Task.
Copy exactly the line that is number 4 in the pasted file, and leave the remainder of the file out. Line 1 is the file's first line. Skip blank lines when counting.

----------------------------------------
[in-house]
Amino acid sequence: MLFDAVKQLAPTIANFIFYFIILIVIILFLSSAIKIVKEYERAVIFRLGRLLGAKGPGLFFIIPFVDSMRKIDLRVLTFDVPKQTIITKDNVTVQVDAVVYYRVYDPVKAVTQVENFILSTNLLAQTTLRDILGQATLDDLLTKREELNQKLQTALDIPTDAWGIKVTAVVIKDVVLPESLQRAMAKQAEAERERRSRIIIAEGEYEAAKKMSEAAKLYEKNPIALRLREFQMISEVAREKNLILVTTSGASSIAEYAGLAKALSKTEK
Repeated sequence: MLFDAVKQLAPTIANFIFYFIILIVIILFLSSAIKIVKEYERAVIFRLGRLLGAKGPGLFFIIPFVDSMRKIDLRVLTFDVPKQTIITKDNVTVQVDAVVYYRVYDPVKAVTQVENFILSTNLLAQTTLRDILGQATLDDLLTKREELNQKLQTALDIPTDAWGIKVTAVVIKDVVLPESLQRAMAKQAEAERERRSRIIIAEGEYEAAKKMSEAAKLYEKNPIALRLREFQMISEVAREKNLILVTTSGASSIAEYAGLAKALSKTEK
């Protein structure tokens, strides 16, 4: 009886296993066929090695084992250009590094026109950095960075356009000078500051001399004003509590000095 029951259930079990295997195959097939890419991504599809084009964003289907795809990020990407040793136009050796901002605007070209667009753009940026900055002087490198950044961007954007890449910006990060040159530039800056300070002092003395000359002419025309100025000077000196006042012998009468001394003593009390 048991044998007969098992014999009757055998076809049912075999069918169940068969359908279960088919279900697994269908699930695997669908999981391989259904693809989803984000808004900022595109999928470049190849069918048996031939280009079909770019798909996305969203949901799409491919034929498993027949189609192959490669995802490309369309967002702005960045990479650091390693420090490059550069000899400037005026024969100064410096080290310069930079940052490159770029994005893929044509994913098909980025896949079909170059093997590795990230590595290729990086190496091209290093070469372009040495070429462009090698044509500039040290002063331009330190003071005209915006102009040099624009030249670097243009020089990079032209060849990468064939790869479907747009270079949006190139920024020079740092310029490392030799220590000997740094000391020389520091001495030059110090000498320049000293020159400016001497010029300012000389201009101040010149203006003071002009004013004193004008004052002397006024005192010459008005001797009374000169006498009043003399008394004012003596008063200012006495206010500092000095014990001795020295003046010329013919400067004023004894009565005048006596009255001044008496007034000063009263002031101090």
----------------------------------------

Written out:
């Protein structure tokens, strides 16, 4: 009886296993066929090695084992250009590094026109950095960075356009000078500051001399004003509590000095 029951259930079990295997195959097939890419991504599809084009964003289907795809990020990407040793136009050796901002605007070209667009753009940026900055002087490198950044961007954007890449910006990060040159530039800056300070002092003395000359002419025309100025000077000196006042012998009468001394003593009390 048991044998007969098992014999009757055998076809049912075999069918169940068969359908279960088919279900697994269908699930695997669908999981391989259904693809989803984000808004900022595109999928470049190849069918048996031939280009079909770019798909996305969203949901799409491919034929498993027949189609192959490669995802490309369309967002702005960045990479650091390693420090490059550069000899400037005026024969100064410096080290310069930079940052490159770029994005893929044509994913098909980025896949079909170059093997590795990230590595290729990086190496091209290093070469372009040495070429462009090698044509500039040290002063331009330190003071005209915006102009040099624009030249670097243009020089990079032209060849990468064939790869479907747009270079949006190139920024020079740092310029490392030799220590000997740094000391020389520091001495030059110090000498320049000293020159400016001497010029300012000389201009101040010149203006003071002009004013004193004008004052002397006024005192010459008005001797009374000169006498009043003399008394004012003596008063200012006495206010500092000095014990001795020295003046010329013919400067004023004894009565005048006596009255001044008496007034000063009263002031101090």